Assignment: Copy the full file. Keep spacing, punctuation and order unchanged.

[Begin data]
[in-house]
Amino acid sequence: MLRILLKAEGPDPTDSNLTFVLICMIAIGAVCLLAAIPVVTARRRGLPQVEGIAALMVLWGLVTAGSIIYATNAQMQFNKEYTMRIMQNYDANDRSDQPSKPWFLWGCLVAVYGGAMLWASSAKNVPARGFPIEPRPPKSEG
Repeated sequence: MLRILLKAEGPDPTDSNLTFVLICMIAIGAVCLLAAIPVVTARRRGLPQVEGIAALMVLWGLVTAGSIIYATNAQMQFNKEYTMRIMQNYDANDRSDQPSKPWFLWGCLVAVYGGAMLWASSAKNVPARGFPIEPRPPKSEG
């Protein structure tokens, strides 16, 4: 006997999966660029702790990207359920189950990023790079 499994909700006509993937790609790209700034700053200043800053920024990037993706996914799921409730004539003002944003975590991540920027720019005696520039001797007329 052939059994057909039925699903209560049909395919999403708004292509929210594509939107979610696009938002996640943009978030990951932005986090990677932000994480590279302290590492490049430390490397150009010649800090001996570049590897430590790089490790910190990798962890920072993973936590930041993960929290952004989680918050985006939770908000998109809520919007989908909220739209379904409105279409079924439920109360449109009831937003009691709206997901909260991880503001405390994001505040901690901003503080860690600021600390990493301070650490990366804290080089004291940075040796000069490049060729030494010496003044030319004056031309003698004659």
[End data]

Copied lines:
[in-house]
Amino acid sequence: MLRILLKAEGPDPTDSNLTFVLICMIAIGAVCLLAAIPVVTARRRGLPQVEGIAALMVLWGLVTAGSIIYATNAQMQFNKEYTMRIMQNYDANDRSDQPSKPWFLWGCLVAVYGGAMLWASSAKNVPARGFPIEPRPPKSEG
Repeated sequence: MLRILLKAEGPDPTDSNLTFVLICMIAIGAVCLLAAIPVVTARRRGLPQVEGIAALMVLWGLVTAGSIIYATNAQMQFNKEYTMRIMQNYDANDRSDQPSKPWFLWGCLVAVYGGAMLWASSAKNVPARGFPIEPRPPKSEG
């Protein structure tokens, strides 16, 4: 006997999966660029702790990207359920189950990023790079 499994909700006509993937790609790209700034700053200043800053920024990037993706996914799921409730004539003002944003975590991540920027720019005696520039001797007329 052939059994057909039925699903209560049909395919999403708004292509929210594509939107979610696009938002996640943009978030990951932005986090990677932000994480590279302290590492490049430390490397150009010649800090001996570049590897430590790089490790910190990798962890920072993973936590930041993960929290952004989680918050985006939770908000998109809520919007989908909220739209379904409105279409079924439920109360449109009831937003009691709206997901909260991880503001405390994001505040901690901003503080860690600021600390990493301070650490990366804290080089004291940075040796000069490049060729030494010496003044030319004056031309003698004659």